Libra: The Tenth Line Special Edition (Switch)
Libra is a series which provides first impressions of games before their full review. These are generally spoiler free, however, some base plot points – as well as some mechanic/system reveals – could lurk ahead.
The Tenth Line Special Edition is a 2D platformer RPG, developed and published by Sungazer Software, that features active turn-based battles. I am a big fan of side-scrolling action games – especially ones in the Metroidvania genre – and combining that with turn-based battles made me eager to check it out.
The Tenth Line opens with our Princess of Easania, on the run as she has just escaped from her kidnappers. A mysterious cult had kidnapped from her home, and now she finds herself in the forest. Here, she meets and recruits two beastfolk, Tox and Rik, that will aid her in her journey home, in exchange for riches and fame. Now, with allies by her side, she can outrun the Cult and return home safely. Where will her journey take her, and who else will she meet along the way?
So far, in my couple hours with The Tenth Line, the game is broken up into 2D areas which you must traverse that are home to various creatures, enemies, and hazards. While your party has three characters that can be swapped between at will, each must traverse the level on their own. Each character has their own skill – Rik is able to access small areas, while Tox has various types of breaths at his disposal, which can open paths for the other characters to traverse the level.
As with many RPGs, this game pulls from its roots, and you can gain an advantage if you strike an enemy from the 2D environments using the character’s attack button. Each area is filled with hidden tunnels or areas to explore, some of which have optional objectives where you need to find all items and treasure in an area. Others have NPCs, which will give you a small side quest. So far, the platforming areas occur as you traverse between towns or objectives, and this is all put together on a nice overworld map which is shown during chapter and town transitions.
The combat is okay – it is a turn based system where each character in your party performs an action per turn, like fight, rest, or look. Look examines an enemy, and rest recovers HP and SP, also known and skill points. When you select fight, you are presented with a list of attack options each character can perform. All of this is presented in a card system that details how many times your character will attack during that turn, and how many enemies it will damage.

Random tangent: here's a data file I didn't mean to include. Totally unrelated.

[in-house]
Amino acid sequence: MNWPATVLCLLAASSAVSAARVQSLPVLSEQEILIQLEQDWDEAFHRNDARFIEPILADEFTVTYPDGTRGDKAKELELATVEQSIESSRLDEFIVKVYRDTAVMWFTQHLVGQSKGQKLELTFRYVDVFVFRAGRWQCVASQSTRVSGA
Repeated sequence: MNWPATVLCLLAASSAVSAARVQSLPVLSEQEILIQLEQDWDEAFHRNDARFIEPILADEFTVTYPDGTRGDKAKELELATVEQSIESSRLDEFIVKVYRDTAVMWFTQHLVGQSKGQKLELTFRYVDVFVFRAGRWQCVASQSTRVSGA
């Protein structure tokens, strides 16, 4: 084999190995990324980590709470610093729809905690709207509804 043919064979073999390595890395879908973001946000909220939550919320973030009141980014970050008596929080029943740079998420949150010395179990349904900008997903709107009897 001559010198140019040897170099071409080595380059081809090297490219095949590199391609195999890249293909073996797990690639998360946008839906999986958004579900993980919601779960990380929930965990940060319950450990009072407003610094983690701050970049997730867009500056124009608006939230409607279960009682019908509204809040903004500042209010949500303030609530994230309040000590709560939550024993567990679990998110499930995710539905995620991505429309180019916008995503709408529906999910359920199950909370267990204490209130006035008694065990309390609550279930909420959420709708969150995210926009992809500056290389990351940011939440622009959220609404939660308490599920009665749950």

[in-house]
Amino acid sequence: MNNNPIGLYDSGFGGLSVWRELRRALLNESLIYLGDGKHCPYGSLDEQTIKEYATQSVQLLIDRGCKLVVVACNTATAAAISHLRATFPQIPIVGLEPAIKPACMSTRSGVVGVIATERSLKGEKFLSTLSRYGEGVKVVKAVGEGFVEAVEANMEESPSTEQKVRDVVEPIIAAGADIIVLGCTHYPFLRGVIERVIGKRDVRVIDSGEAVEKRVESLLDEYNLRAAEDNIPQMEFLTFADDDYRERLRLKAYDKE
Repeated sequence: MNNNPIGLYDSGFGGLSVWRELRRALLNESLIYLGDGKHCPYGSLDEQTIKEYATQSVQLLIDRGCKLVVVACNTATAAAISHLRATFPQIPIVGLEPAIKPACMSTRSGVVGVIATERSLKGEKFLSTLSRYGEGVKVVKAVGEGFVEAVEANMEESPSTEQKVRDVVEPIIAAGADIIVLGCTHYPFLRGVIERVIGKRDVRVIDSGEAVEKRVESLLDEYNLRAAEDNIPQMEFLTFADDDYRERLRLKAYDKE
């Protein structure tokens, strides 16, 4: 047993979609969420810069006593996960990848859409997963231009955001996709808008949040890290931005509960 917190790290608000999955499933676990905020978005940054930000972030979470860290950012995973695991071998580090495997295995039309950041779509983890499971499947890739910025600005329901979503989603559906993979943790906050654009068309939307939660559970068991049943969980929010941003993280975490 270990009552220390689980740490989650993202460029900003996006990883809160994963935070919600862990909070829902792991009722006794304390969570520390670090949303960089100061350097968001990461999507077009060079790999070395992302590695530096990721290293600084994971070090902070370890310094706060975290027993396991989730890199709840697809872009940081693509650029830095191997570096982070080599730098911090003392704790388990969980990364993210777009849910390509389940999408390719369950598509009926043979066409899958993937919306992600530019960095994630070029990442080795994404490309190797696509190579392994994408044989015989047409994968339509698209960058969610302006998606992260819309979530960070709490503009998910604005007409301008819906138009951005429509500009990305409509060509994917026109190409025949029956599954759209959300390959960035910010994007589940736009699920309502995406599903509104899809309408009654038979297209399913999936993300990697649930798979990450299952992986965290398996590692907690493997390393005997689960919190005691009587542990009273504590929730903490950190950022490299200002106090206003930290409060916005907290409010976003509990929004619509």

Once you have made all of your selections for the turn, any fight commands will have to be timed to a button press, which is shown on the screen. It’s an interesting system, but also takes some planning and strategy because if one character attacks an entire row and knocks them all out, subsequent attacks to the same row are essentially wasted since there is no way to re-target until the next turn. I have found this to be frustrating, at times.
- Good story
- Turn-based active time battles
- Overwhelming amount of systems. Depending on the difficulty setting (Full Challenge, Light or Story) game mechanics can change.
- Platforming is slow and cumbersome/li>
The Tenth Line Special Edition is an ambitious title that I look forward to seeing how its compelling story comes to a close. While it has been a mixed experience so far, I originally started a play through on full challenge, but restarted on medium as I found the numbers system and mechanics to be overwhelming, leaving no time to digest before throwing another system at me. The light mode has resolved many of the issues I had with full mode, but the way you have to traverse each member of your party thru the platforming section can be a chore at times. I am not sure how long the game is, but I’m several hours into the story now. Look for my full review shortly and, in the meantime, checkout out our video preview of the Tenth Line Special Edition.